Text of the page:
Before we go any further, let's get one thing straight—I absolutely am opposed to the ruling that awarded Golden Tate a touchdown catch at the end of the Monday Night Football contest between the Green Bay Packers and Seattle Seahawks.
The replacement referees botched the call, plain and simple. It should have been ruled an interception.
But Tate should never admit it. Even if Packers' guard Josh Sitton really wants him too.
@showtimetate admit you didn't catch the ball you coward— josh sitton (@jsitton71) September 25, 2012
I know, I know. I've considered all of the "have good sportsmanship" or "don't be a liar, and admit you didn't make the play" arguments. But there are far more reasons for Tate to stay mum on the whole situation rather than come clean.
For one, he's a competitor. Openly admitting that you didn't make a play or your team was handed a win stings the pride, especially when having to do it publicly in regard to a nationally broadcasted game.
But that's only a minor consideration. Talk all you want about sportsmanship, but what about gamesmanship?
How often do you hear players complaining when a bad call goes their way? How often do players try to fool referees into thinking they were fouled? Have you ever heard a player say, "Yeah, the referees gave us that game?"
Of course not. In every sport, trying to deceive the officials is a part of the game. Sometimes we lament the practice—nobody likes a player who takes dives in soccer or one who flops in basketball—but other times we consider it a mark of a player's intelligence.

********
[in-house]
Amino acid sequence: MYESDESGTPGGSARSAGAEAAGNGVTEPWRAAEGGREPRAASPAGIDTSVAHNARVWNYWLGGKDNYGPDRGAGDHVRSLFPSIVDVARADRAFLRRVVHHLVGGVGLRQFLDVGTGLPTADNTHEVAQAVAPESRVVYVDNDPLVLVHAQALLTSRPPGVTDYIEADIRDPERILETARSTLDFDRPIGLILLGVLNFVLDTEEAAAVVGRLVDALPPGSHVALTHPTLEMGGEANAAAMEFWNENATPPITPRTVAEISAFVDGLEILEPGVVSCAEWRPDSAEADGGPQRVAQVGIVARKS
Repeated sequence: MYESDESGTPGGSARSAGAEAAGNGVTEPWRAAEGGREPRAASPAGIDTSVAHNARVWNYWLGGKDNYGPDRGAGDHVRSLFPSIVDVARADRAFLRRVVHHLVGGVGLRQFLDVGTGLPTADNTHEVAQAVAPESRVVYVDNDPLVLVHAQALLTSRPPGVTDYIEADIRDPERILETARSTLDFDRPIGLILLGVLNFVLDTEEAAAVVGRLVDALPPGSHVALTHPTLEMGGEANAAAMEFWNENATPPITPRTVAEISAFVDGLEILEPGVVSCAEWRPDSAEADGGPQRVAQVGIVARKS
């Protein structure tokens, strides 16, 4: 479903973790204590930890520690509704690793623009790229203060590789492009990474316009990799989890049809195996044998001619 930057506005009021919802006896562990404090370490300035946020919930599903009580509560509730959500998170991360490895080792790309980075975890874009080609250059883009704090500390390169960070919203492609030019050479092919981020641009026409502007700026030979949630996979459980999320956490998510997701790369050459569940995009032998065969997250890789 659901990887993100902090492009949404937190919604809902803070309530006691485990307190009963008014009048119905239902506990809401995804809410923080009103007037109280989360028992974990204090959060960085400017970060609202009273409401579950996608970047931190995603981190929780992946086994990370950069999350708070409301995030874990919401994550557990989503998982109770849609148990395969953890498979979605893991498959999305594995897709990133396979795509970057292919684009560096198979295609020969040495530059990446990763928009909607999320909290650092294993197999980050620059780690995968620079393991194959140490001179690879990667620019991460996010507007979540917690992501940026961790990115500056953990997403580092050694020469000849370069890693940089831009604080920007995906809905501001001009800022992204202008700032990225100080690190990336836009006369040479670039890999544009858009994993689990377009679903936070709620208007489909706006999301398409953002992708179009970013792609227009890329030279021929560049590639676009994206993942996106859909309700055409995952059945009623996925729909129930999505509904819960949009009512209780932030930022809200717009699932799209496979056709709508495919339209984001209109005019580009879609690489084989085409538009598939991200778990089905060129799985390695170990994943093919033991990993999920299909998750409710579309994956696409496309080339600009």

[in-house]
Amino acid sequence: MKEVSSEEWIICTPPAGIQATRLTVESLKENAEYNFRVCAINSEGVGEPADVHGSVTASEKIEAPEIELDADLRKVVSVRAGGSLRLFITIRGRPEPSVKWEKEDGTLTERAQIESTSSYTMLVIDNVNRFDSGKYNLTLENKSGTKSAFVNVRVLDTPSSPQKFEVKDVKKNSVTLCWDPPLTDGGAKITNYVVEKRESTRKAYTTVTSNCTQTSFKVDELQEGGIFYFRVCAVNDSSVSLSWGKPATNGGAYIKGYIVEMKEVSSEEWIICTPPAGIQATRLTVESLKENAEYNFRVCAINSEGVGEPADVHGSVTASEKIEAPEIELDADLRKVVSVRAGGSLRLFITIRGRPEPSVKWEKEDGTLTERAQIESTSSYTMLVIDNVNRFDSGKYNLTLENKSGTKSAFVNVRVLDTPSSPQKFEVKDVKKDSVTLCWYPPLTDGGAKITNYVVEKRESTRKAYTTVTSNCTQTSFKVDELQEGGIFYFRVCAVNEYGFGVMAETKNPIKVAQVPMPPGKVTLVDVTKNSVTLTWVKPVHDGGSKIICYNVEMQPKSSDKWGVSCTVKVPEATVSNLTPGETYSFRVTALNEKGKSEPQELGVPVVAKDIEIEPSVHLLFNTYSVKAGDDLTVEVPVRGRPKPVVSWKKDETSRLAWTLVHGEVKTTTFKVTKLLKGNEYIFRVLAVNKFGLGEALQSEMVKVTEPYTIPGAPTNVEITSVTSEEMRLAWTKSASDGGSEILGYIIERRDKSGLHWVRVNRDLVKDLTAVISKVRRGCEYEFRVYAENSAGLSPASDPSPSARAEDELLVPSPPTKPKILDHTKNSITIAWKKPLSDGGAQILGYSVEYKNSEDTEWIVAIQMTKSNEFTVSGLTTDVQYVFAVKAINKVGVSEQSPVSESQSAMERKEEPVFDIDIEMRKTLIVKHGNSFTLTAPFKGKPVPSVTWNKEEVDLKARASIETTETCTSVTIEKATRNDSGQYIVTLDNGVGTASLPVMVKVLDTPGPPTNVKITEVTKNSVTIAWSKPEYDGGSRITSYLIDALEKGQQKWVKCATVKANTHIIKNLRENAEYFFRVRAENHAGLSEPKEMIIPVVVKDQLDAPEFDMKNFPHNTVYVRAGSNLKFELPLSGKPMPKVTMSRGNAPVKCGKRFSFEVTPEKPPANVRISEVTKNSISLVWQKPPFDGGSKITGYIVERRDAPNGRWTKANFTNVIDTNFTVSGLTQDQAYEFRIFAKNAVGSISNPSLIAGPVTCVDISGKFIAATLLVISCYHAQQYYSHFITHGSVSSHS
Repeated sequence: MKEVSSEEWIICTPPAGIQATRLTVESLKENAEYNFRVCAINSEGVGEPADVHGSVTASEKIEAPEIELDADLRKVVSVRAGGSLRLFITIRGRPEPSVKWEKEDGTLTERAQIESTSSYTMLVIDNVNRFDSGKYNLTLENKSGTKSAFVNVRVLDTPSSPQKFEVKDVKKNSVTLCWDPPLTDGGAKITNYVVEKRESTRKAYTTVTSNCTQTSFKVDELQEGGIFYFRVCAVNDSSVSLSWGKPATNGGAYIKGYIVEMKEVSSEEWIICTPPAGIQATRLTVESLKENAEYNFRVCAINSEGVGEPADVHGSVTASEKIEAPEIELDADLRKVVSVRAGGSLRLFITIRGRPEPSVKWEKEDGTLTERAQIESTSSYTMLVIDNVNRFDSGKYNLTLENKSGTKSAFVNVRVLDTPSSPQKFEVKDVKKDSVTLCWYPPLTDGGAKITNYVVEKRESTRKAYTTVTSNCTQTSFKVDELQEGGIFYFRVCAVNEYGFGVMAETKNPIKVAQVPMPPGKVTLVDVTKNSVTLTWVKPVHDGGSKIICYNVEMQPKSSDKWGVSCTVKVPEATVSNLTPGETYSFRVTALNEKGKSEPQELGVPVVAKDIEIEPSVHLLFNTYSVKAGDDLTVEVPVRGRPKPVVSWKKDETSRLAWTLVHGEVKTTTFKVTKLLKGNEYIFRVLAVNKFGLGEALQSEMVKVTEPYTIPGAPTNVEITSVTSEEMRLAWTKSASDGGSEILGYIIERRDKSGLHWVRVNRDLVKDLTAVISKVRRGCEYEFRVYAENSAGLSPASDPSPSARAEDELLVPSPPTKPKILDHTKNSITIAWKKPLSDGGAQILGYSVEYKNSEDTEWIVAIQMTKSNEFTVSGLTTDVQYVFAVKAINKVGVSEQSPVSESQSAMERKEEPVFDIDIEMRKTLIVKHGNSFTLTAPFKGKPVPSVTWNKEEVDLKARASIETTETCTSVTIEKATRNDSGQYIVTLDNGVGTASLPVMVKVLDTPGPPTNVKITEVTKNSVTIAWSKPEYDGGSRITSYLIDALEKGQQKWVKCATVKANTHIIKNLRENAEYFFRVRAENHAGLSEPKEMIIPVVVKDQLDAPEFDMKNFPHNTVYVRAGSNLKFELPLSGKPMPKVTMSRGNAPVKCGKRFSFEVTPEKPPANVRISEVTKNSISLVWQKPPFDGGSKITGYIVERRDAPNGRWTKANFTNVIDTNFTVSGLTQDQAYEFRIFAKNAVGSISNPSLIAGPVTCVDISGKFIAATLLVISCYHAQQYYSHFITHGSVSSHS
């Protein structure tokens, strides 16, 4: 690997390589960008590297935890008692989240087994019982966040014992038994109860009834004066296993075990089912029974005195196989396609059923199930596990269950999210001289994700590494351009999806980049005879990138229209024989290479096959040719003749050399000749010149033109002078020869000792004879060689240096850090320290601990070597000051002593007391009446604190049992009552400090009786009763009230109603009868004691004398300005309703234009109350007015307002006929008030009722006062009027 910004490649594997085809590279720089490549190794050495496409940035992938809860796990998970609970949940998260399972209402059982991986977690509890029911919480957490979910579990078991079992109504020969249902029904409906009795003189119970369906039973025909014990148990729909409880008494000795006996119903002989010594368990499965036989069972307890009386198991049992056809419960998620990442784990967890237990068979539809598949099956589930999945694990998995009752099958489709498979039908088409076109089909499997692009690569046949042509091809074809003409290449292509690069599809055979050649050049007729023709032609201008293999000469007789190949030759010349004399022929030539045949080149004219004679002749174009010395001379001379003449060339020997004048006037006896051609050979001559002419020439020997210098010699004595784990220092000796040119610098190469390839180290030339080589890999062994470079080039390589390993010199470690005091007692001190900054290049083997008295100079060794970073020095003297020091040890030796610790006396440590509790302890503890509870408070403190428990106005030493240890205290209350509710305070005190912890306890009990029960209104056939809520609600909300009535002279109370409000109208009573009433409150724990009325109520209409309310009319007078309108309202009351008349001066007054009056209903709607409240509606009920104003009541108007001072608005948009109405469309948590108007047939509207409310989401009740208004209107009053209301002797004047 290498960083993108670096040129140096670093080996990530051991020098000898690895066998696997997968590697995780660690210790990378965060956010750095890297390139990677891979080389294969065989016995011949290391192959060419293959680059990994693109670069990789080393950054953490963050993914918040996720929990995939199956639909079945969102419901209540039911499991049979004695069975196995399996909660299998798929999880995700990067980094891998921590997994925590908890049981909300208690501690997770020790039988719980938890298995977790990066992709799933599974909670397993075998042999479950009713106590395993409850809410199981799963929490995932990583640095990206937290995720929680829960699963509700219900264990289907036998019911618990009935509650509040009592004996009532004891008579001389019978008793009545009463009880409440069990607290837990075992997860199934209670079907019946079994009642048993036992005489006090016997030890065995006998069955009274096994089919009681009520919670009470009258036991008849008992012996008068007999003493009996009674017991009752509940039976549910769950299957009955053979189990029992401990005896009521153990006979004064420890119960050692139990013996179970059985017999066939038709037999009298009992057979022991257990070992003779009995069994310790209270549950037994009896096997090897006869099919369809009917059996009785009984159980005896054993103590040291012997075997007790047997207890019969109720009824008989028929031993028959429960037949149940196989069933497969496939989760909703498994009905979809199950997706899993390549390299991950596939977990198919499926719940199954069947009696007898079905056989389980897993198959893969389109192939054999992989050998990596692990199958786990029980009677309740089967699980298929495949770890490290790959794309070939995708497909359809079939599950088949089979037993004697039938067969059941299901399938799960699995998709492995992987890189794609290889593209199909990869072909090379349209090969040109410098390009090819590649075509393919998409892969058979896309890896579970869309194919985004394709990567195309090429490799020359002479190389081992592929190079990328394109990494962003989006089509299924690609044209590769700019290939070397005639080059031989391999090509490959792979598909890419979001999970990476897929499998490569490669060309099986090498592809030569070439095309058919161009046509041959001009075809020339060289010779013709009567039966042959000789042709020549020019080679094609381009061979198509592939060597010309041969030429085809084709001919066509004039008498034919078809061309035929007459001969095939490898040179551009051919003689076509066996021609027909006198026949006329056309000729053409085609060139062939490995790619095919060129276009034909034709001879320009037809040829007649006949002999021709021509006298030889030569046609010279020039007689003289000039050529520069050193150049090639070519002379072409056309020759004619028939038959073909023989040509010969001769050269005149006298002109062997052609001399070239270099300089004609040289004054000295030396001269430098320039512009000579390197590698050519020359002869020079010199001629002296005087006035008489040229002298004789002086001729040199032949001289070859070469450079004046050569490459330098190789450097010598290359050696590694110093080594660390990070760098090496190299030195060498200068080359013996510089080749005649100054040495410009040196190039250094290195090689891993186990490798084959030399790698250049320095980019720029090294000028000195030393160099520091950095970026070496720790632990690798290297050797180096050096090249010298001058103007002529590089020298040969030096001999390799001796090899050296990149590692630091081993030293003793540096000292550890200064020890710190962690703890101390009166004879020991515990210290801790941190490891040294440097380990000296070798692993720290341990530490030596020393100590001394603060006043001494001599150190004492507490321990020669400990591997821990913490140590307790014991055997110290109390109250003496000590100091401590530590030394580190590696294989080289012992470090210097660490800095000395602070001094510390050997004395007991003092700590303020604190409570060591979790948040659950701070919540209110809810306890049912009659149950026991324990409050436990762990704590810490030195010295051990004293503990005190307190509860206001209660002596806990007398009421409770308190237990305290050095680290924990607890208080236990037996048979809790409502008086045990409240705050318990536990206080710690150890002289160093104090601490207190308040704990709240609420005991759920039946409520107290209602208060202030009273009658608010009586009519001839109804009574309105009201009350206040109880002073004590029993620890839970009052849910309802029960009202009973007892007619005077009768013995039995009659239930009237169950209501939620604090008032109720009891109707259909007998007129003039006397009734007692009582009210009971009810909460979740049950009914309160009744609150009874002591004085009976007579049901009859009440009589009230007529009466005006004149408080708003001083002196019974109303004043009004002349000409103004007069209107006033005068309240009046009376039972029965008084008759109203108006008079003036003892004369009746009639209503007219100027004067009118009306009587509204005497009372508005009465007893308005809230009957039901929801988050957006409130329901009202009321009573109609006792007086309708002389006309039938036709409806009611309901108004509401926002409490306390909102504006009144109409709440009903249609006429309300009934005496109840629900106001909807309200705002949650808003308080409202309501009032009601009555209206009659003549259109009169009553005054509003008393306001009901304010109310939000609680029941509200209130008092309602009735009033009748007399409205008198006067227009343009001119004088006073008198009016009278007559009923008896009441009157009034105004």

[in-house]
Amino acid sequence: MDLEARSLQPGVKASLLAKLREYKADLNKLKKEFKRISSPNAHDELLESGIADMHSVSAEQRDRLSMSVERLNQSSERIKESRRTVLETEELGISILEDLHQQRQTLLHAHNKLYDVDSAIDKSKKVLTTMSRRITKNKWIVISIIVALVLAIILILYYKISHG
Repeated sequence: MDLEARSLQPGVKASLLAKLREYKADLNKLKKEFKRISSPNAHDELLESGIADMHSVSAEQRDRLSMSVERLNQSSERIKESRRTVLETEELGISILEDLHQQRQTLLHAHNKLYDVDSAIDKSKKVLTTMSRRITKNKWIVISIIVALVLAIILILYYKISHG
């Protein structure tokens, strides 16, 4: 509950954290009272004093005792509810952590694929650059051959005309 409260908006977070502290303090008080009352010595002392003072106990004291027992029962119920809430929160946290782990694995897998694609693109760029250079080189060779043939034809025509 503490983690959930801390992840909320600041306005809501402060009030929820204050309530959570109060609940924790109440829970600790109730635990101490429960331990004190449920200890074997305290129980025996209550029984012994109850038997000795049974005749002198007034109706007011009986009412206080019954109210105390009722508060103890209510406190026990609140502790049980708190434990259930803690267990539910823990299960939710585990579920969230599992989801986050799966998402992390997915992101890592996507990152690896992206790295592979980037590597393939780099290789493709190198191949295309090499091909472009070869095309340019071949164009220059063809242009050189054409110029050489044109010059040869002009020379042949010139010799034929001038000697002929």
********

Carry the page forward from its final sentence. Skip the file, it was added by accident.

Wide receivers who deftly push off defenders without being detected or defensive backs who tug and grab subtly to slow an opposing receiver are considered crafty. Catchers in baseball frame pitches by moving their gloves back across the strike zone in an effort to fool umpires into calling strikes.
And basketball players who go out of their way to draw contact during a shot are pulling off "a veteran move."
Generally, how we determine the quality of an official is whether they fall for these ruses or not. Suffice to say, the quality of the replacement officials in the NFL today is equivalent to Yoko Ono performing a cover of "Bohemian Rhapsody."
Now, I'm not saying that Tate should publicly gloat about his non-catch or puff up his chest about making a play that we all know he didn't in actuality make. Like the rest of his teammates, they should accept the win with grace and hushed lips.
And now that the league has officially—and comically, if you ask me—supported the decisions by the referees on that fateful play, it would look pretty bad if Tate suddenly came out and said, "You know what, let's keep it real here, folks—I didn't make the play."
He would basically be saying, "Yeah, the call was a joke and so was the league that supported and facilitated it in the first place by allowing these games to be played with replacement officials."
That's the subtext of any denial Tate could make. That's how his comments would be perceived. And it would probably make him Roger Goodell's least favorite player, just edging out James Harrison.
So no, Tate shouldn't deny the catch, even if we all know it wasn't a catch. As a competitor, he shouldn't apologize for pulling a fast one on the officials, nor should he blatantly undermine the league who gave his team a win.
It's the NFL and the replacement officials that should apologize and admit the truth of the situation, not Tate. As they say, don't hate the player, hate the game.
With the replacement officials still around, it's becoming a whole lot easier to do.
Hit me up on Twitter—my tweets wouldn't allow fake Golden Tate touchdowns to stand.
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